The prime minister, who had met him a number of times, called Mr Allingham a "tremendous character".
Prince Charles reiterated his mother's comments, saying Mr Allingham belonged to that "incredible generation who did so much for their country".
A Clarence House spokesman said: "We owe him a huge debt of gratitude for all he has done."
Mr Allingham's grandson, Tim Gray, described his grandfather as very sincere and someone who loved life.
The 53-year-old, from Michigan in the United States, said: "He was always telling all these stories about the war, he wanted people to remember it.
"But he thought the ones that should really be remembered were the ones that died, not himself."
He added that "the whole family" would be coming to the UK from Canada and the US for his funeral, which takes place at St Nicholas' Church in Brighton later this month.
Dennis Goodwin, founder of the First World War Veterans' Association and a friend of Mr Allingham, said: "Henry was truly a gentleman - his strength of character, his purpose.
Air Chief Marshal Sir Glenn Torpy said he was an inspirational character
"He left quite a legacy to the nation of memories of what it was like to have been in WWI," he said.
For decades, Mr Allingham buried his memories of the war, avoiding reunions and refusing to tell his family about his experiences.
But, in recent years, he started making public appearances to make sure new generations did not forget the toll of war and went on to tell his life story in a book which was published last year.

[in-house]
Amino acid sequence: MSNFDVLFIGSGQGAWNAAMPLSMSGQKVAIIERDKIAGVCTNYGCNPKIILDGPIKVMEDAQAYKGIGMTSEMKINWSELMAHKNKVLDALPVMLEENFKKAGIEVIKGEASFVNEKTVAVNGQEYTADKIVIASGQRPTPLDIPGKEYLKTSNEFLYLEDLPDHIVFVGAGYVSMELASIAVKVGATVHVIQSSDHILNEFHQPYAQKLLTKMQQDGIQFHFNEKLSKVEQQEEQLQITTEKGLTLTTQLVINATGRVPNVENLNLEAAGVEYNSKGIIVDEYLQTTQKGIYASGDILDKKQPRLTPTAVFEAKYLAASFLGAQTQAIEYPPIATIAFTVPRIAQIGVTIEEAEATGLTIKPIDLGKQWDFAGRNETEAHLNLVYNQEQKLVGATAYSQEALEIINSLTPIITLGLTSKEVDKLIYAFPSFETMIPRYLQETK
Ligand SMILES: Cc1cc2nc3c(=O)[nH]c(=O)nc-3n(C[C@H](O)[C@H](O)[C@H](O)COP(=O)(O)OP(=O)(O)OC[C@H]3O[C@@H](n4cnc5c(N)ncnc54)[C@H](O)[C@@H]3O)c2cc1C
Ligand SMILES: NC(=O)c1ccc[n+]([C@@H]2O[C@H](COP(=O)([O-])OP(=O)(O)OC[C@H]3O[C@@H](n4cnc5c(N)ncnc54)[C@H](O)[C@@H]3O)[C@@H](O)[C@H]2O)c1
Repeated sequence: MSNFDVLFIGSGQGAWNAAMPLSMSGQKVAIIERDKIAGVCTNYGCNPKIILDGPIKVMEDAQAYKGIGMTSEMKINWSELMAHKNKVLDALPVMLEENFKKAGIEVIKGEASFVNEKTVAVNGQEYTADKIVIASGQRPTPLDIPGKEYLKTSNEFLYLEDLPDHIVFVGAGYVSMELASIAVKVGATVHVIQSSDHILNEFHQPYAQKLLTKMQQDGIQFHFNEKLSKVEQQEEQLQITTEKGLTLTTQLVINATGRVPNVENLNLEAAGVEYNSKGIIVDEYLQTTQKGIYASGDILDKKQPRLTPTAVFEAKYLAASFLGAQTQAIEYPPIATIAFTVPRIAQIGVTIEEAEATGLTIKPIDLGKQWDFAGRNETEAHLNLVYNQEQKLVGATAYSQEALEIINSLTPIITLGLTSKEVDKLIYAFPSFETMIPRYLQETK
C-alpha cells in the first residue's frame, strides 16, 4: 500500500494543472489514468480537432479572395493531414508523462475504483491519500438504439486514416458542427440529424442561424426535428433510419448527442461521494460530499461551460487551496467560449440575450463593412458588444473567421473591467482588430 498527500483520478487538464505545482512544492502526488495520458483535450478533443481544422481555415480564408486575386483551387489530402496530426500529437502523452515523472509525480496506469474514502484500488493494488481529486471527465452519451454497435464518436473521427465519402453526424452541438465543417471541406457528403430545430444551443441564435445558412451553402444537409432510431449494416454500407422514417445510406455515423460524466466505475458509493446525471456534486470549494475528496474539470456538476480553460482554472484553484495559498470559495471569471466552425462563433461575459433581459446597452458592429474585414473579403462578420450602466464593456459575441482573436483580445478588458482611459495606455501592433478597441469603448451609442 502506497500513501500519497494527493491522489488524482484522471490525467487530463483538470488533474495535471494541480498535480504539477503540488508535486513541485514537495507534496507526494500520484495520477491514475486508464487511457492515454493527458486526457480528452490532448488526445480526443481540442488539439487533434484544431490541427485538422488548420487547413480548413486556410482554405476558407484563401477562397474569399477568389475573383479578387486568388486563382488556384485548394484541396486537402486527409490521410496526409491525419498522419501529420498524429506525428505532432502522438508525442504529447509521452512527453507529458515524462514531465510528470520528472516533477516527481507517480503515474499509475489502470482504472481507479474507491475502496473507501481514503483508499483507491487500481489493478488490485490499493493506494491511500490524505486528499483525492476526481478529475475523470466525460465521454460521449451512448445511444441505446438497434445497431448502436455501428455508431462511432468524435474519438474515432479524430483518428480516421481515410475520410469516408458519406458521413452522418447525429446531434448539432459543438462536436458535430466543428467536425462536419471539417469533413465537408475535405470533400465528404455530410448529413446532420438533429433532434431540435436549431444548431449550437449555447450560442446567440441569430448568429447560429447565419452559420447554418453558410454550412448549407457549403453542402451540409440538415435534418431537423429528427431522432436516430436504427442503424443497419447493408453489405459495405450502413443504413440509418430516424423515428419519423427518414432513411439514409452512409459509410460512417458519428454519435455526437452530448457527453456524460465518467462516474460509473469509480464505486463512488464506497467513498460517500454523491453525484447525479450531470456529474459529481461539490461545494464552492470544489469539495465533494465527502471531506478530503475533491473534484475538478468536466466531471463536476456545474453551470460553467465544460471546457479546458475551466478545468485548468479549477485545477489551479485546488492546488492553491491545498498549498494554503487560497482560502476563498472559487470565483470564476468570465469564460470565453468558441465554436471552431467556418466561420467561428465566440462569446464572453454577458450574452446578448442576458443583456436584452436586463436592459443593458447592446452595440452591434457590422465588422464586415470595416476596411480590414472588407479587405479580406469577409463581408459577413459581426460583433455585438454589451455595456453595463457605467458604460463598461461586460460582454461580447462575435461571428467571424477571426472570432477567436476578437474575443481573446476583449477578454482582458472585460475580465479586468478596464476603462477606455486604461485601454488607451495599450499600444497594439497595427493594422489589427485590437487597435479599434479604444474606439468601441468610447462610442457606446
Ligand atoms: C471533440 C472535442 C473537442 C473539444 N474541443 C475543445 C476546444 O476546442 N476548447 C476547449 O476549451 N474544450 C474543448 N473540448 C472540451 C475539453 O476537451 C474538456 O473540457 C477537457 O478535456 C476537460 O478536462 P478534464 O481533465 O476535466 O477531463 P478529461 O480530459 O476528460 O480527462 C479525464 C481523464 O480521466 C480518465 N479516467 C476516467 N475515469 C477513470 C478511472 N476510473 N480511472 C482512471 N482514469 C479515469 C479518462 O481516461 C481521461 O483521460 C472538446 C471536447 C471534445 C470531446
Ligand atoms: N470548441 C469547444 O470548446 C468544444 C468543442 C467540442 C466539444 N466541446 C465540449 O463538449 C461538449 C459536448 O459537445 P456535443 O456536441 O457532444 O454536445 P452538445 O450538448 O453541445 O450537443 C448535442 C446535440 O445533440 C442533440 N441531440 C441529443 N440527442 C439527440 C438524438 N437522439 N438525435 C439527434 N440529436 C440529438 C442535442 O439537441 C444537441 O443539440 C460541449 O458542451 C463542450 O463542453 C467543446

First Sea Lord Admiral Sir Jonathon Band said: "Henry will be remembered with great fondness for his strong sense of humour and joy of life, and he was an inspiration for all those serving in the Royal Navy."
And Air Chief Marshal Sir Glenn Torpy, Chief of the Air Staff, said his passing was a "milestone in history".
"Henry was an inspiration to many and his thirst for life, cheery disposition and a desire to help others was his mark," he added.
The veteran's death has moved people across Britain.
Henry Allingham dies aged 113
At Lord's cricket ground in London, a minute's silence was held to mark his passing before play resumed on the third day of the second Ashes Test.
There were condolences too from staff at his Brighton care home, who said he had been very active right up to his final days and would be missed by all.
Last month, the Royal Navy hosted a 113th birthday party on HMS President in London for Mr Allingham and his family, close friends and members of the Royal Navy and Royal Air Force.
That was the last time his nephew Ronald Cator saw him.
Mr Cator said his uncle looked "very, very frail. He went downhill in the last few months".
"He used to sleep a lot at the end. He wanted to pass away, poor old boy."
His death means there are now only two British survivors of WWI - Harry Patch, 111, and Claude Choules, 108, now living in Australia.
Last month, Guinness World Records declared Mr Allingham, born in 1896, the world's oldest man following the death of another 113-year-old man in Japan.
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